I didn't see that the friend said this.  That said, I do think that is encouraging.  To me, hearing I could do something about something that bothered me would be empowering.  Hearing, "This is awful and completely out of your control, nothing you do will make it better" would be hurtful to me.

But the bottom line is that the friend did not say what you quoted anyway.

I would consider what I said above to be an accurate paraphrase of "Do bear in mind that these days people are diagnosed with stuff all the time that years ago would have just been "normal" and there's nothing wrong with them. Doctors tend to jump the gun with this kind of thing."

I do not find anything "empowering" in being told that following medical treatment that is working is likely wrong. There is a difference between "This is awful and completely out of your control, nothing you do will make it better" and "Glad to hear that you're feeling better!"
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bah12

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Re: Friends and medical conditions. (Epic length)
« Reply #26 on: January 25, 2013, 10:43:24 AM »
I think the friend meant to be encouraging and the OP overreacted (and then so did the friend).  I would not use facebook as a place for sensitive information, even if my friends list were limited, simply because nuances cannot be heard as they could in person. 

I will also put my standard advice of late here again: If you want a happy, drama free life, do not look for offense in the behavior of others.  Assume people mean well, even if their delivery is not the best.  Life if so much easier when you let things roll off your back, especially because usually no offense was intended.  I don't think the friend meant any harm and meant to be helpful. I actually would fault the OP here because she DID mean to attack her friend in her reply.

While I completely agree with the bolded, I don't necessarily think the onus is always on the person who is hurt by insensitive comments to "just assume they meant well and move on".  The OPs friend was completely insensitive to her feelings.  Even if she meant well.  And while the OP, herself, could have delivered the message of her hurt feelings in a better way, she's not wrong for saying "you're statement was hurtful to me."   It did not warrant the reaction of her friend.  And if she meant well, all she had to say is "I didn't realize nor did I mean for my words to be that hurtful to you.  I'm sorry."  Instead she basically said "How dare you tell me that I said something hurtful.  You should feel bad about that.  Bye!"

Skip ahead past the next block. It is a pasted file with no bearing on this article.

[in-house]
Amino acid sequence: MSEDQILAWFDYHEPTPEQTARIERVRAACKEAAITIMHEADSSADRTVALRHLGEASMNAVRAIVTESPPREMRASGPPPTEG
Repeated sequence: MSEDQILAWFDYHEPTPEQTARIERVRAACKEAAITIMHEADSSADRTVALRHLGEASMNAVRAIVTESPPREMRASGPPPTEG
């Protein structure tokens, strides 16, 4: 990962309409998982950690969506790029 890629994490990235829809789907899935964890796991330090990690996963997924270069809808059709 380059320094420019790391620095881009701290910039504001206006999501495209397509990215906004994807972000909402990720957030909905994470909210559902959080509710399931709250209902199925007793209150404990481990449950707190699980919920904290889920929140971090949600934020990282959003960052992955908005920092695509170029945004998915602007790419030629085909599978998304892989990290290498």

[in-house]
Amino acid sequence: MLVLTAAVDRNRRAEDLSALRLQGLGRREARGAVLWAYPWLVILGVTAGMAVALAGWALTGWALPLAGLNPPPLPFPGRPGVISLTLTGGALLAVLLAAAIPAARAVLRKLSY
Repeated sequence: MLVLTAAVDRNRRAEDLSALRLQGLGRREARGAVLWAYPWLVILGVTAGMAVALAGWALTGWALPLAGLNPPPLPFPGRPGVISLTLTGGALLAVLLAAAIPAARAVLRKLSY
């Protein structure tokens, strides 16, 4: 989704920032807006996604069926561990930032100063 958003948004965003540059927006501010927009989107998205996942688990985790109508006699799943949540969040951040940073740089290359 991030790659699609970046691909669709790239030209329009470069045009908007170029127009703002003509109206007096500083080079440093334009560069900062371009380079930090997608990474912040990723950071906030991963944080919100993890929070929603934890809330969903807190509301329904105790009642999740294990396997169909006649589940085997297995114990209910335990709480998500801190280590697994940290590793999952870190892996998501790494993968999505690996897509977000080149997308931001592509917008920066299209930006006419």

That being said, again, this comes down to understanding if certain blanket statements are actually going to comfort someone else.  And there are better "openers" than "the doctor is wrong.  There is nothing wrong with you."  I know so many people that suffer from symptoms for years that are so thrilled when they get a diagnosis because 1) it validates that their symptoms were real and 2) it opens up treatment options.  It sounds like the OP was in that camp, and her friend probably could have deduced that she was releived by the diagnosis just by reading her facebook updates prior to it. 

I will admit that I have opened up with "doctor's aren't always right" in the past.  But that was when a friend of mine was told something was wrong with her ovaries and she'd never be able to have a baby.  She was devestated by the news.  It was obvious that she didn't want to hear "Well, at least you know what's wrong with you and you can move on."  So, instead, I encouraged her to go get a second opinion stating that what one doctor says doesn't necessarily mean it's true (and she was pregnant a month later).   I just think these instances need to be known.  If you're not sure what the person is looking for, start with something a little more generic like "How are you doing with all of this?  Is there something I can do for you?"

citadelle

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Re: Friends and medical conditions. (Epic length)
« Reply #27 on: January 25, 2013, 10:45:45 AM »
I will also put my standard advice of late here again: If you want a happy, drama free life, do not look for offense in the behavior of others.  Assume people mean well, even if their delivery is not the best.  Life if so much easier when you let things roll off your back, especially because usually no offense was intended.  I don't think the friend meant any harm and meant to be helpful. I actually would fault the OP here because she DID mean to attack her friend in her reply.
This is very wise. Thank you for the reminder.

amylouky

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Re: Friends and medical conditions. (Epic length)
« Reply #28 on: January 25, 2013, 11:23:23 AM »
I think the friend meant to be encouraging ....

I'm afraid I don't see anything encouraging in "you're not really sick, and your doctor is wrong. Put on your big girl pants and deal." The friend meant, in my opinion, to let the OP know how much more knowledgable she was about everything, more so than the medical profession and the person having the symptoms.